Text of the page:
An Axe for the Frozen Sea Inside Us

Writer Franz Kafka discusses books worth reading.

I think we ought to read only the kind of books that wound and stab us. If the book we’re reading doesn’t wake us up with a blow on the head, what are we reading it for? So that it will make us happy, as you write? Good Lord, we would be happy precisely if we had no books, and the kind of books that make us happy are the kind we could write ourselves if we had to. But we need the books that affect us like a disaster, that grieve us deeply, like the death of someone we loved more than ourselves, like being banished into forests far from everyone, like a suicide. A book must be the axe for the frozen sea inside us. That is my belief.

Kafka’s The Metamorphosis, The Castle, and posthumously published The Trial and Parables and Paradoxes wound and stab us. They “wake us up with a blow on the head.”  They “open the frozen sea inside us”.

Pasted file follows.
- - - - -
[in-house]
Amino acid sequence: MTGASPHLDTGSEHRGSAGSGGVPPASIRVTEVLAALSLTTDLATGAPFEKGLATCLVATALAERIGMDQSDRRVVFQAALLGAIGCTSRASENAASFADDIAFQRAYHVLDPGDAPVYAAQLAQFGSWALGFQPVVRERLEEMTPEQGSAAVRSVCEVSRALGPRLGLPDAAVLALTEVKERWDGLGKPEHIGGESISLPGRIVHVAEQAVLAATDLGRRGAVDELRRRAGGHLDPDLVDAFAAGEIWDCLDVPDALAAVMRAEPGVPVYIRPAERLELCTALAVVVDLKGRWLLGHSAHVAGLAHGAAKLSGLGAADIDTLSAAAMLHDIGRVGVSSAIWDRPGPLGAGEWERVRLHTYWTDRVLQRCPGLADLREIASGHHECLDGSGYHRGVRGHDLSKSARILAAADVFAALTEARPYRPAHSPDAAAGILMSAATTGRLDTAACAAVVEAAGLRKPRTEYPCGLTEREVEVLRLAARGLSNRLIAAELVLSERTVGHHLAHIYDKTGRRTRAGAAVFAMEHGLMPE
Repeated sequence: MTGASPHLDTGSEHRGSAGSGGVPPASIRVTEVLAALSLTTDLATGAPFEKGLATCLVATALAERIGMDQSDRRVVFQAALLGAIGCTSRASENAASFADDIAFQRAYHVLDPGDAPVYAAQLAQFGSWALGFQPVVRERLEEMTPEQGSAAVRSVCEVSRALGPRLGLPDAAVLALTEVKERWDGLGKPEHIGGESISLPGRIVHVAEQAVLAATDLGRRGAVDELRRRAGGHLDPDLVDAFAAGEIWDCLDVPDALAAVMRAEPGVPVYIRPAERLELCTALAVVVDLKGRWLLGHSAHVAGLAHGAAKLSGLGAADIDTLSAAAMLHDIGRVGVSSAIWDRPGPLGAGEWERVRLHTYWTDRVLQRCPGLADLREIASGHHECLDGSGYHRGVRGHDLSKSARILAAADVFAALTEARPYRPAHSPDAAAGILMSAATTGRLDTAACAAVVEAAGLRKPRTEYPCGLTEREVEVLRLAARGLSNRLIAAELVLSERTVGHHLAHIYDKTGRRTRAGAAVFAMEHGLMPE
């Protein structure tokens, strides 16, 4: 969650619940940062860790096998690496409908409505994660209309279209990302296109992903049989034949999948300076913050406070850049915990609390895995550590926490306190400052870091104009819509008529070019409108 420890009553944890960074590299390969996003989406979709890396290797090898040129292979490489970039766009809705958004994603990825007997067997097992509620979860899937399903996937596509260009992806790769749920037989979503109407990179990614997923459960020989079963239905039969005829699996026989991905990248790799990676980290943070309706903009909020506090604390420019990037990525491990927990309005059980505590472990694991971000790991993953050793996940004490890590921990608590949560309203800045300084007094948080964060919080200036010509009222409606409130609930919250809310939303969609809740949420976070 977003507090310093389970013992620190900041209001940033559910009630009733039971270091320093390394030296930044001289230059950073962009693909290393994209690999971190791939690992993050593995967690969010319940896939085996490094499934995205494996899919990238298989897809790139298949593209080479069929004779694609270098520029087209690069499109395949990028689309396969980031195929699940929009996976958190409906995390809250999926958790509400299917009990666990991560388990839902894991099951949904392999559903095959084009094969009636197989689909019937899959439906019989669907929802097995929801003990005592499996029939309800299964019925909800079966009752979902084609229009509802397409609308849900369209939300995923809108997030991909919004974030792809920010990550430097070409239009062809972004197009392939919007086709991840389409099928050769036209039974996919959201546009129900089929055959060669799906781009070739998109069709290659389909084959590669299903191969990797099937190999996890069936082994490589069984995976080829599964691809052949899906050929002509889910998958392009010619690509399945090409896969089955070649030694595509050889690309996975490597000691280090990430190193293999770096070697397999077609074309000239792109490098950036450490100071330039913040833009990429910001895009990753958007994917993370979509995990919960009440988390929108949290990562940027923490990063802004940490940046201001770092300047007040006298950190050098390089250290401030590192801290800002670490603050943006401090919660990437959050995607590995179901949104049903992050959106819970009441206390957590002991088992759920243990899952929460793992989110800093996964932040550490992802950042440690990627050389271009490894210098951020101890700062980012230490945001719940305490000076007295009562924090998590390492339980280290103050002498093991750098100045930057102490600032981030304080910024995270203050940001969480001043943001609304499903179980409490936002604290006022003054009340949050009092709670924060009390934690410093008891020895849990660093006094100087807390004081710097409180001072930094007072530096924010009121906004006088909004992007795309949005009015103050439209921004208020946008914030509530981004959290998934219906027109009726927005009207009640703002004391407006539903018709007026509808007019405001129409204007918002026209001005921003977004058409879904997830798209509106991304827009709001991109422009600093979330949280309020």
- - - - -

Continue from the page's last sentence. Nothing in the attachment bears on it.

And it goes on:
– Gordon C. Stewart, Feb. 28, 2015, in tribute to Franz Kafka.

 

2 thoughts on “An Axe for the Frozen Sea Inside Us

  1. Interesting, Gordon, but I think that nowadays we are adequately stabbed and clubbed by listening to the nightly news. I find I need something very different in what I read. It is by no means all “excellent literature,” though Dickens and Austen qualify. Some of it is downright frivolous, but fun. I think Tolkien’s writing, most of it, belongs with excellent literature, but some cannot abide fantasy, so I put that in a separate category. Also great fun, and more or less coherently worked out are the Harry Potter novels. As I said, I find such works necessary to counteract the terrible pall of so much of today’s news. We need relaxation to return and resume the good fight.

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    • Carolyn, I hear you and I do understand. Thanks for the poignant comment. I keep thinking of the insipid sermons I’ve heard. My ears itch for something more akin to Kafka, but that’s just me. Listening to and reading the news today tends to do what William Stringfellow said it does: it renders us “de-moralized” – i.e. morally and spiritually numb.

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